Grantee details

Traveling Scholars Program Report

Sunita Panta, MD

Travel date: May 18, 2017

Name of Meeting/Event/Activity: 15th European Association Palliative Care Conference

Origin: Kathmandu, Nepal / Destination: Madrid, Spain

How was this meeting/activity helpful to you?

This was the first international conference on palliative care that I attended. The topics for oral and poster presentation were very diverse due to the inclusion of topics from developed as well as developing countries. The conference offered me the chance to widen my horizon on various aspects of palliative care as well as build network with practitioners from all over the world. The meeting with IAHPC members as well as the fellow grant winners at the pre-congress event was very positive part of the program. lt enabled us to share our experiences of palliative care practice and gain insight into the recent advances in developed countries. lt was a privilege for me to meet Ms. L De Lima, Ms. G Napier, Ms. K Pettis, Ms. A Jackson and Ms. L Rozo. With Ms. K Pettis's initiative I got a chance to present overviews on opioid prescription in Nepal with Sue Collins from Moonshine and hope the availability and prescription opioids would be easier in Nepal in the days to come.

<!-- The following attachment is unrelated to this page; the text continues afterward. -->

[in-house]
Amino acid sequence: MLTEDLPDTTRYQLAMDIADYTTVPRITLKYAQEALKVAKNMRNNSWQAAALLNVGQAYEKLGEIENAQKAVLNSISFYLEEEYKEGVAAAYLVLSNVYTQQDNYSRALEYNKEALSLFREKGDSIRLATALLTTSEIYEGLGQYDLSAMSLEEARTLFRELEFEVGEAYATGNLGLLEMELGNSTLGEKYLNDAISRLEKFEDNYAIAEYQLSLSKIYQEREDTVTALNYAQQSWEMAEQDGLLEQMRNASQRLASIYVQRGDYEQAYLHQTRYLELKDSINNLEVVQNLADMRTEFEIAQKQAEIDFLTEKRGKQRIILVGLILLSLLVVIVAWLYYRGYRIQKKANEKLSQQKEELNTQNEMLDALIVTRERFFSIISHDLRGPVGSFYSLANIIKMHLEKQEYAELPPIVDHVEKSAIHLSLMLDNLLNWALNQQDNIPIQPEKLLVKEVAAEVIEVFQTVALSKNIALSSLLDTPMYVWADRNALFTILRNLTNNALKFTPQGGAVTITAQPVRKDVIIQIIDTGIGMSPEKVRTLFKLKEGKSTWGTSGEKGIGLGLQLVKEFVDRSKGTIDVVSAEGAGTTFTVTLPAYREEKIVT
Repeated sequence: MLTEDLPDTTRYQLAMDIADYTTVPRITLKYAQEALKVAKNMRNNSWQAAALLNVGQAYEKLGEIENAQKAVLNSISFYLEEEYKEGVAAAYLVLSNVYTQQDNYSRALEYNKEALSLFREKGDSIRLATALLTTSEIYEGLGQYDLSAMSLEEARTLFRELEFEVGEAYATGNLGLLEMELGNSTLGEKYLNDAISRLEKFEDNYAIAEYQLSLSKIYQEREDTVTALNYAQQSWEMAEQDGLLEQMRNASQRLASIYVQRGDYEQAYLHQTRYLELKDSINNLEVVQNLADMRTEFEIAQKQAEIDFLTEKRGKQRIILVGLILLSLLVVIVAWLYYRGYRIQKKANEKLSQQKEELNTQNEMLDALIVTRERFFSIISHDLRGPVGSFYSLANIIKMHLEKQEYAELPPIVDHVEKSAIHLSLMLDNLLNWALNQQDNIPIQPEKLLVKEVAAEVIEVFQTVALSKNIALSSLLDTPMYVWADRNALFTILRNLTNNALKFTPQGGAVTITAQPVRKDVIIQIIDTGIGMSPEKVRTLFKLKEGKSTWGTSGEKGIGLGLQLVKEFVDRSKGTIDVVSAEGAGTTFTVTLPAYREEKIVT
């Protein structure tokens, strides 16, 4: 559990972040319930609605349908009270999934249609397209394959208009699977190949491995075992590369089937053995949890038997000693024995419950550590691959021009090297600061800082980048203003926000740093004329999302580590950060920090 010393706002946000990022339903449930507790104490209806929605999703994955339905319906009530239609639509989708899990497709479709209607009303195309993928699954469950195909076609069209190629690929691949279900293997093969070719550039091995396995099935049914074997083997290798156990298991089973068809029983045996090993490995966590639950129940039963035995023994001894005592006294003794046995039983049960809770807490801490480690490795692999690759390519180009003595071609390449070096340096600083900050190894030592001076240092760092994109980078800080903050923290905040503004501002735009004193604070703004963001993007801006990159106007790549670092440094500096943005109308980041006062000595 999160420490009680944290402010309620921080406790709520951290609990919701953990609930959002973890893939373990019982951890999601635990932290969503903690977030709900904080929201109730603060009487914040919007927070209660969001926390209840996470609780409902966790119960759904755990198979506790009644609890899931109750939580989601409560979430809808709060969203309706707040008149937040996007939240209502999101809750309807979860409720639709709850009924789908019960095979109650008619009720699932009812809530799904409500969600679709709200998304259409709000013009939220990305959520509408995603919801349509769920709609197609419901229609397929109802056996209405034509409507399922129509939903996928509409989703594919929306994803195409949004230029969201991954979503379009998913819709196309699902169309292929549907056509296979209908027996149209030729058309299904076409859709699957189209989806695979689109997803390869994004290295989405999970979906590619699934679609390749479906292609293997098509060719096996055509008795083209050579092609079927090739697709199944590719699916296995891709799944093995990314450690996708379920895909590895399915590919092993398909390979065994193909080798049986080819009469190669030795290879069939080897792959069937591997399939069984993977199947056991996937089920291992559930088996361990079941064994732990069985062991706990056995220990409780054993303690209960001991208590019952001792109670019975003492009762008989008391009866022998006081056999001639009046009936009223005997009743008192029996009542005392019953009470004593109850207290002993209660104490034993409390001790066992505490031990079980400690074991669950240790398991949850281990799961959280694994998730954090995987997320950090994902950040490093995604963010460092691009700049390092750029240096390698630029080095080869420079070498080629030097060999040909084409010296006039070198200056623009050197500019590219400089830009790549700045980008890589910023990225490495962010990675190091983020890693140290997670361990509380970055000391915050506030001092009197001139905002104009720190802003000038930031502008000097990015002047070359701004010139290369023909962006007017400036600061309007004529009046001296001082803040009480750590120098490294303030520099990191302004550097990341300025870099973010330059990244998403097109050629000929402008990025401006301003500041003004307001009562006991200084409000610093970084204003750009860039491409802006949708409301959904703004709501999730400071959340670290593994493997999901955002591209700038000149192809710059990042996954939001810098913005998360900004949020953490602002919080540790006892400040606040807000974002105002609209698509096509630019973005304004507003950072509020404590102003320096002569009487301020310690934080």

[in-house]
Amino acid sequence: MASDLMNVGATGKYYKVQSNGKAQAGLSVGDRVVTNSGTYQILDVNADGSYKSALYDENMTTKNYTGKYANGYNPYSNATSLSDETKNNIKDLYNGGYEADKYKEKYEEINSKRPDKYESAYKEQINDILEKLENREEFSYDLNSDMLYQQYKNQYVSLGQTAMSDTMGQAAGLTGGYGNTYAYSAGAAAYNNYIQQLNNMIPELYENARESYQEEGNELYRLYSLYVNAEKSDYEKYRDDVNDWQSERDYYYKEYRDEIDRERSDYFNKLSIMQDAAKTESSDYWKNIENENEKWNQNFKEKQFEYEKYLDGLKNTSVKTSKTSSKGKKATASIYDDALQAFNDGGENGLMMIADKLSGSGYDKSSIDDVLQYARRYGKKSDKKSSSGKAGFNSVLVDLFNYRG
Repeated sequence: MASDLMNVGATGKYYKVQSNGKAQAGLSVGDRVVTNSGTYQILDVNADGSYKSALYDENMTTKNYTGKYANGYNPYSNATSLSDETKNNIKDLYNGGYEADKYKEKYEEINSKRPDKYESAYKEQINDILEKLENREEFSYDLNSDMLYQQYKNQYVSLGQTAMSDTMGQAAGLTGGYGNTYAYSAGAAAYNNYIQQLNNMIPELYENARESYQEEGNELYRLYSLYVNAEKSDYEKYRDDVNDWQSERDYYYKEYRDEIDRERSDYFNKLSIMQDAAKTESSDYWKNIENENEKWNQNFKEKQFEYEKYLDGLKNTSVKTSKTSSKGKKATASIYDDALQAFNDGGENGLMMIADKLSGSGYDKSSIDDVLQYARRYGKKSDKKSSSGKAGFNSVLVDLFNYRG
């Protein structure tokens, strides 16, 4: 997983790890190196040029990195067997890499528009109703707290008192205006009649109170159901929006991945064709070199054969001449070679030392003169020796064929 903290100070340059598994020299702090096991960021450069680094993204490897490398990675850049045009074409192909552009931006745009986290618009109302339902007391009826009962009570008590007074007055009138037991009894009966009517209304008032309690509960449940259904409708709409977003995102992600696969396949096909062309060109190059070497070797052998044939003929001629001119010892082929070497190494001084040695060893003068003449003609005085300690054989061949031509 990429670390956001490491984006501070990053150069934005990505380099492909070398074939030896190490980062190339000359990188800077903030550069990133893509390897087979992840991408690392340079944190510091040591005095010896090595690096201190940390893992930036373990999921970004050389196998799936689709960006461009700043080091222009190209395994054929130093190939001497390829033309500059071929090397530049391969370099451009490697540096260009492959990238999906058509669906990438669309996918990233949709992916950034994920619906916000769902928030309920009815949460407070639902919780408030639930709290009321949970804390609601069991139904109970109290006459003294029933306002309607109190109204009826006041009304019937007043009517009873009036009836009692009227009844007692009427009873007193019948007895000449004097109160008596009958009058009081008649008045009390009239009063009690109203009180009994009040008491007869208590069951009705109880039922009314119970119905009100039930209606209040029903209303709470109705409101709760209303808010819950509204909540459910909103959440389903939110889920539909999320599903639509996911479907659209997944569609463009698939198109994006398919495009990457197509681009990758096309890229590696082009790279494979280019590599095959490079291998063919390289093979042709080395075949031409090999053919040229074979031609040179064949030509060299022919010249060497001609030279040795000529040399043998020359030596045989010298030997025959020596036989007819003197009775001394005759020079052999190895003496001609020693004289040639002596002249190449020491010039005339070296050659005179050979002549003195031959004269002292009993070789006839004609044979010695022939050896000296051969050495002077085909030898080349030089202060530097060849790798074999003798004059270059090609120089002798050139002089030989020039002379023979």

How will you new knowledge & acquired skills help in furthering your work in hospice and palliative care in your program/city/ or country?